Coming from a foreign culture, one of the things a person gets accustomed to is the varying view of human relationships. Some people over here consider relationships a “human bank” concept. One makes deposits in a relationship in hopes of gaining a profitable return in the future. There is some merit in this idea. After all, if everyone only placed positive deposits in relationships there would be a lack of disharmony and disagreement in those relationships. In reality, however, few people agree one-hundred per cent on everything. Most relationships are based on common interests with friendly interaction (or positive deposits) having varying degrees of disagreement with unfriendly interaction (or negative deposits) in side areas of interest. While taking sociology classes in college, I even once learned it took approximately twelve or thirteen positive images to erase the affects of one negative image. If this is true than relationships, according to the “human bank”, theory are the balance of positive and negative deposits between individuals in everyday life. Even if a person builds up a large account of positive deposits it only takes a few negative deposits to wipe out the account (or lack of trust). And if a person builds up a large negative balance (lack of trust), it would be extremely difficult to make enough positive deposits to end up with a balanced account (or the benefit of doubt) in the relationship. And it would be almost impossible to end up with a positive account (or trust).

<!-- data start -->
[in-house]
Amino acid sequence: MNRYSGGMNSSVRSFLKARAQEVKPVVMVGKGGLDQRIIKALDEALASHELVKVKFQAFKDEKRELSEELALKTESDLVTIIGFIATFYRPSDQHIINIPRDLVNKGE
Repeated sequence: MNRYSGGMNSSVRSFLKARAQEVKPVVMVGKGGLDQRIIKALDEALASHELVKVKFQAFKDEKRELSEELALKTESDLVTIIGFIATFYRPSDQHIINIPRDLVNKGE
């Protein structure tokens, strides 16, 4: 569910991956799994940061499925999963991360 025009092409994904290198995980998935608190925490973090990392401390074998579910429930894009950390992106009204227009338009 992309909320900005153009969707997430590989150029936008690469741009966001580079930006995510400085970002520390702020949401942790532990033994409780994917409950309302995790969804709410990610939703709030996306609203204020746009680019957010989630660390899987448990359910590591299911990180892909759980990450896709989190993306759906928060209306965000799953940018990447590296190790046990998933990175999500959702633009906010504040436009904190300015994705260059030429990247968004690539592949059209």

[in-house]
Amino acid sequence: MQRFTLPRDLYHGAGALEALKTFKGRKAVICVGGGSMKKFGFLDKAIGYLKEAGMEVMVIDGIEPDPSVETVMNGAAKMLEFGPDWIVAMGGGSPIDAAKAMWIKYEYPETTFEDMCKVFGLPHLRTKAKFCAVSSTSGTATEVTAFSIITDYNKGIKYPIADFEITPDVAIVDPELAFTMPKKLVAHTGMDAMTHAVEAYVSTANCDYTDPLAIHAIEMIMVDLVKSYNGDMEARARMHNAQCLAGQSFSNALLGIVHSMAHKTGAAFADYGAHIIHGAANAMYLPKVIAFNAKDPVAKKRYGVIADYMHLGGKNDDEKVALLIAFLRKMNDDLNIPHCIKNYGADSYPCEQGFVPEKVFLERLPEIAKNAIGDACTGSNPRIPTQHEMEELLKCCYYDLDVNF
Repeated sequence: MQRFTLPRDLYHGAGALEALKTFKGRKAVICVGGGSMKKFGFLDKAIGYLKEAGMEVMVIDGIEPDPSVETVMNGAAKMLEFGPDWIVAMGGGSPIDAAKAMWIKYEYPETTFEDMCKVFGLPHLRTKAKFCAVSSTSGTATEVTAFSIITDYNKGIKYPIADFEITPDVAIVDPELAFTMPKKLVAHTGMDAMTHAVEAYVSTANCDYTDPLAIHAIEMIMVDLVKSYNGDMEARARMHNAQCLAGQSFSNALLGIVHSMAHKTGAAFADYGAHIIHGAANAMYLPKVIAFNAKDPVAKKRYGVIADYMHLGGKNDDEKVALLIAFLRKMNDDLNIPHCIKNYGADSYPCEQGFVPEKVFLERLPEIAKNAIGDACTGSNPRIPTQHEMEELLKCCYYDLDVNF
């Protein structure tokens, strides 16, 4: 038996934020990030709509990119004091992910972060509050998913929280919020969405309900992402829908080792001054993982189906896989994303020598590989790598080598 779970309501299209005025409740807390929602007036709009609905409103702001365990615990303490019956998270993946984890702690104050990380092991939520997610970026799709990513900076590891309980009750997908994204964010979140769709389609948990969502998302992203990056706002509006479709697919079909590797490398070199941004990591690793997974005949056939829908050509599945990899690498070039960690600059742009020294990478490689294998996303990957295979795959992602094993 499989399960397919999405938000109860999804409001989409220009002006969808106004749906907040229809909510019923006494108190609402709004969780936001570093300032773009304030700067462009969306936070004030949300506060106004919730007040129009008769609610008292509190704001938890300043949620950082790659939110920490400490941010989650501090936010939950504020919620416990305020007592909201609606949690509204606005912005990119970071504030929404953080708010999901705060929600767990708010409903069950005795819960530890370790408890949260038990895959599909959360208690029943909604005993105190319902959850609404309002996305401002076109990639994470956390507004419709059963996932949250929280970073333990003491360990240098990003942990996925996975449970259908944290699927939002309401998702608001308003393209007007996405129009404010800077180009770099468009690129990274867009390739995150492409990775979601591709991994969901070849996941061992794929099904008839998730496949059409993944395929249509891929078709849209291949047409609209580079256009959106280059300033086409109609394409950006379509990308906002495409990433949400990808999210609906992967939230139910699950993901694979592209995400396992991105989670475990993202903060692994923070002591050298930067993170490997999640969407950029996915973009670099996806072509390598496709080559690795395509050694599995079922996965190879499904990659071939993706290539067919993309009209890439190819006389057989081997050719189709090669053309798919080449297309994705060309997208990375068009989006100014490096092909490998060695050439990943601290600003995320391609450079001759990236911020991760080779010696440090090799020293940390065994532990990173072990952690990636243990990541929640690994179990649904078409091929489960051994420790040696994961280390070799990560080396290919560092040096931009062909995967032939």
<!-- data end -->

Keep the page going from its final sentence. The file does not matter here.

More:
On Okinawa fads seem to govern the masses, whatever is the new thing rules until the next new thing comes along. Whatever that current fad is, there are always people who try to jump on the wagon. Is there an understanding of the difference between really liking something that one has no say in and being obsessed with something one has no say in?